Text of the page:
Saudi Energy Minister: Opec+ cuts aimed at less market volatility, not price control

Group's actions are no different from those taken by global central banks to control inflation, Prince Abdulaziz bin Salman says

Prince Abdulaziz bin Salman, Saudi Arabia's Energy Minister, at the World Petroleum Congress in Calgary, Alberta, Canada. Bloomberg
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The Opec+ alliance of oil-producing countries is not aiming for price control through its output cuts, but less volatility in the market, Saudi Arabia’s Energy Minister has said.

The group wants to be “proactive” and “pre-emptive”, Prince Abdulaziz bin Salman was quoted as saying at the World Petroleum Congress in Calgary, Alberta, on Monday.

He also said that the group’s conduct was “benign” and no different from actions taken by global central banks to control inflation.

His remarks come as oil prices hover near $95 a barrel amid expectations of a large crude deficit in the fourth quarter and signs of economic recovery in China.

In its monthly oil market report last week, Opec said it expected a supply deficit of 3.3 million barrels per day over the next three months.

The minister also said there was ongoing uncertainty regarding Chinese demand, European economic growth and interest rate actions.

China's post-coronavirus economic recovery lost momentum mainly as a result of a deepening property slump and weak consumer spending.

The country, which is the world’s largest crude importer and second-largest economy, recently announced a string of stimulus measures, including halving the stamp duty on stock transactions and easing mortgage rates.

Earlier this month, Saudi Arabia and Russia said that they would extend supply cuts of a combined 1.3 million bpd to the end of the year.

As part of their voluntary cuts, the kingdom is extending its output reduction of 1 million bpd until December while Russia is rolling over its export cut of 300,000 bpd until the end of the year.

At its August meeting, Opec+ agreed to stick to its current output policy.

The group has total production cuts in place of 3.66 million bpd, which includes a 2 million bpd reduction agreed on last year as well as voluntary cuts of 1.66 million bpd announced in April.

Brent crude has gained roughly a third in value since falling to a low of $71.84 a barrel in June this year.

Meanwhile, in a speech at the same event, Saudi Aramco's president and chief executive Amin Nasser said that the notion of peak oil demand is “wilting under scrutiny because it is mostly being driven by policies, rather than the proven combination of markets, competitive economics and technology”.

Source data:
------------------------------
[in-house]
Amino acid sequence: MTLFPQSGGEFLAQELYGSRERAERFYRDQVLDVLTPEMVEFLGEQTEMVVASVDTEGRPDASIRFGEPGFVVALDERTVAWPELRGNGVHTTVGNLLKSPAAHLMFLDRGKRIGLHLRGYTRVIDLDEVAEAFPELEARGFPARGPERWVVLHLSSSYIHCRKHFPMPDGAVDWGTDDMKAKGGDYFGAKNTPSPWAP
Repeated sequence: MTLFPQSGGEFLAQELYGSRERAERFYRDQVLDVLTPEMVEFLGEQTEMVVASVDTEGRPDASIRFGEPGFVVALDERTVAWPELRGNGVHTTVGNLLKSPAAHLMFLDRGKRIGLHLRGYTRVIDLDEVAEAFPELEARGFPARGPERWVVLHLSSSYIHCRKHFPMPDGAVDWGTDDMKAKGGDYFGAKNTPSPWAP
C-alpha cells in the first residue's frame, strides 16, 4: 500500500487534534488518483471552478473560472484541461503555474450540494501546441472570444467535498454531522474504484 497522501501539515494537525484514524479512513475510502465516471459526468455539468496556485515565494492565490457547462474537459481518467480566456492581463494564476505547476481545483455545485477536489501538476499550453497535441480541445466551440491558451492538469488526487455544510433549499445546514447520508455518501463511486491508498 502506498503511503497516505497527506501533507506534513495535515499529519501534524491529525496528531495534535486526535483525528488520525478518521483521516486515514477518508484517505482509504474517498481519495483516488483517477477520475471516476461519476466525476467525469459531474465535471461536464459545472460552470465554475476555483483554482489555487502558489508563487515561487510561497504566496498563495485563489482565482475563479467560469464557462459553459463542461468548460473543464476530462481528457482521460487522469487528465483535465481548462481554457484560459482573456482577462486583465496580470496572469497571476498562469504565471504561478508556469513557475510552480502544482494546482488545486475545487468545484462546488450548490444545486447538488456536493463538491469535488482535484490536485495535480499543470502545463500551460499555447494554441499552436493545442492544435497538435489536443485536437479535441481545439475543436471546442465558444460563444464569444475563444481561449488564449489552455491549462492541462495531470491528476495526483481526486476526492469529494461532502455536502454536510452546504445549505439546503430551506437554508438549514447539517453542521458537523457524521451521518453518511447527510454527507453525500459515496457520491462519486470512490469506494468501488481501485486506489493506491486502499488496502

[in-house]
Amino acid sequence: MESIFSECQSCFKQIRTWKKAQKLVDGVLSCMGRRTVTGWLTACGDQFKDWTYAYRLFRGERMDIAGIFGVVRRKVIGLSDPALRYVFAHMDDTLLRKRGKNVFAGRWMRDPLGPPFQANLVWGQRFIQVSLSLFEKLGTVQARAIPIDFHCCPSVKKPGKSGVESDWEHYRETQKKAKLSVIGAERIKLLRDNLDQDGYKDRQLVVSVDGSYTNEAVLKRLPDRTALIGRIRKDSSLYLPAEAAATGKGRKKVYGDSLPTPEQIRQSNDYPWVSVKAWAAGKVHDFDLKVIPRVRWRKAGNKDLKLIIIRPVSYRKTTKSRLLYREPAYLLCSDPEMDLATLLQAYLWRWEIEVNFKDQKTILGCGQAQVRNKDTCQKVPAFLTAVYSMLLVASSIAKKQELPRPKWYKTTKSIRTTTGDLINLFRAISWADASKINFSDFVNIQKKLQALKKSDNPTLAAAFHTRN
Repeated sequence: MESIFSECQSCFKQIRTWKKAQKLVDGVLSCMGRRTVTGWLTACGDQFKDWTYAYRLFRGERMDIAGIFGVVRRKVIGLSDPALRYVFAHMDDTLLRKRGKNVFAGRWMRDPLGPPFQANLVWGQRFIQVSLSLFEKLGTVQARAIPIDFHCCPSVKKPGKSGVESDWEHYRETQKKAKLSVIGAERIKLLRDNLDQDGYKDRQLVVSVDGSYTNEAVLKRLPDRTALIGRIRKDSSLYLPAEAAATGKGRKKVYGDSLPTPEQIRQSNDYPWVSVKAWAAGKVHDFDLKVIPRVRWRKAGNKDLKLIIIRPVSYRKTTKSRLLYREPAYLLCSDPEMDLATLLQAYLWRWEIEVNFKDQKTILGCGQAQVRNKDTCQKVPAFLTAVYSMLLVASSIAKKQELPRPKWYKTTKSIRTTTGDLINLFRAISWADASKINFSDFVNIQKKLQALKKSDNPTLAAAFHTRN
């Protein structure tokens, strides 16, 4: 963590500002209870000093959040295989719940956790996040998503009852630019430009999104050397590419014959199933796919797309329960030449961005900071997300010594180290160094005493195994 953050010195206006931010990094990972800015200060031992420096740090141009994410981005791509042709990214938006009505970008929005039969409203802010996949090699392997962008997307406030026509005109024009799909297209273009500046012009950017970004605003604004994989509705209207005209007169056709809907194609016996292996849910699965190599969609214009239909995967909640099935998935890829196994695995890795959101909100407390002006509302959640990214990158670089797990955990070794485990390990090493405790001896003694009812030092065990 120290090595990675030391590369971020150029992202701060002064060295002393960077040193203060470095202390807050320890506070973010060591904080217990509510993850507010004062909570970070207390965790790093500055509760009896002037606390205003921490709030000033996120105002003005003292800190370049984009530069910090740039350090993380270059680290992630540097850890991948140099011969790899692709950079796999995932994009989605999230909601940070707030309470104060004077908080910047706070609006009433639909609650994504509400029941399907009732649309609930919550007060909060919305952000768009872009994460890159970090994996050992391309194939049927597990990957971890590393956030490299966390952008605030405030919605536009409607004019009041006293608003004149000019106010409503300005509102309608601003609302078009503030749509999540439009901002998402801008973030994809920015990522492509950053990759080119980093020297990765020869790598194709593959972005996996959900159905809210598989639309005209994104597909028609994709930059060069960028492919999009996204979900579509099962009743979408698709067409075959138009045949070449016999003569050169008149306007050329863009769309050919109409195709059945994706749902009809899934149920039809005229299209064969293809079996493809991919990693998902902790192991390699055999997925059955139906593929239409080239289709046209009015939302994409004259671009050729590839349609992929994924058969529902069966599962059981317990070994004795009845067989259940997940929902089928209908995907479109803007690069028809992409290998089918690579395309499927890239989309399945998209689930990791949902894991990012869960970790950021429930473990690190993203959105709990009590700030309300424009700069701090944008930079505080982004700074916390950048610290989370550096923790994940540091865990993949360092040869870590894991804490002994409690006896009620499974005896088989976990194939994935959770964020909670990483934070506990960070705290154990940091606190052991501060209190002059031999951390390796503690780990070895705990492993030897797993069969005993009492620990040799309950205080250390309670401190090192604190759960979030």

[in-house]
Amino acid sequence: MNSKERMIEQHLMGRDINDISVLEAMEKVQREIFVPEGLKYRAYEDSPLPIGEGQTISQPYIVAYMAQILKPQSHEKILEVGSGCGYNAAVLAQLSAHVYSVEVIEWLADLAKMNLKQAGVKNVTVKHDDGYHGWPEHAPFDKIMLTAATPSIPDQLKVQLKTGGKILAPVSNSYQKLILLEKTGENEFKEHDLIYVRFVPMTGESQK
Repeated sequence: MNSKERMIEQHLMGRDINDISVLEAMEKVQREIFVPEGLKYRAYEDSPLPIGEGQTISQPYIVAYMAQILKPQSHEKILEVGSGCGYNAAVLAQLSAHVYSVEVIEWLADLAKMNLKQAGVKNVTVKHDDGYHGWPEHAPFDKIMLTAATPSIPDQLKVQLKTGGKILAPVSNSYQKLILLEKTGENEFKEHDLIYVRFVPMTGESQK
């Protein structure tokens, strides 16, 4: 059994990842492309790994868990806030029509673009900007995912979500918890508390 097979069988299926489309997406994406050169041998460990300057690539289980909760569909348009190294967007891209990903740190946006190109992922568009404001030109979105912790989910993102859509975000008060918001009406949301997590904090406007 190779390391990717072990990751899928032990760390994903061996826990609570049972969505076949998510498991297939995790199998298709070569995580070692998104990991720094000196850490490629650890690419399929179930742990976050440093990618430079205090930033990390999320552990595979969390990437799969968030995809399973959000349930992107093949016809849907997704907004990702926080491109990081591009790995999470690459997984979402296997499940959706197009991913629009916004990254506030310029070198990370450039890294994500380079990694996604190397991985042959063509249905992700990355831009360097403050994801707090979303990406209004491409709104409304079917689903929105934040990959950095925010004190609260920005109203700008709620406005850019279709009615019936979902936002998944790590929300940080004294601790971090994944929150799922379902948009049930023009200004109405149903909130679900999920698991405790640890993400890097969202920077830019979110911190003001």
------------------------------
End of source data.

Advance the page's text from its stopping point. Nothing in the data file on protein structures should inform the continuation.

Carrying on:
“In oil, one widely publicised scenario calls for global demand to fall by more than 25 million bpd by 2030,” he said.

“Yet oil consumption is projected to approach 103 million bpd in the second half of this year, which would be a record.”

President chief executive of Saudi Aramco Amin Nasser speaks during the Saudi Green Initiative Forum in October 2021. Reuters

He also called for action to avert a more serious energy crisis and avoid a North-South transition divide.

“While much of the Global North is focusing on environmental sustainability, the priority for many in the Global South is economic survival,” he said.

“Transition planning has not sufficiently recognised this clear need for distinctive solutions, and a widening divide is an inevitable result.”

He called for an energy transition plan that is multi-source, multi-speed and multidimensional.

“The current transition shortcomings are already causing mass confusion across industries that produce and/or rely on energy,” Mr Nasser said.

“Long-term planners and investors do not know which way to turn. It is increasing the risk of acute supply-demand imbalances in conventional energy, and therefore an even more serious energy crisis where countries and people, not just assets, are stranded.”

He also called for a more realistic and robust energy transition plan that emphasises the continued deployment of new energy while recognising the need for conventional energy.

“We are talking about the complete transformation of a $100 trillion global economy today. One that is likely to roughly double in size by 2050, with close to an additional two billion energy consumers,” Mr Nasser said.

“In short, the reinvention of our entire energy-based way of life in less than 30 years. Let us be inspired by that, but understand it means making history.”

Updated: September 18, 2023, 5:14 PM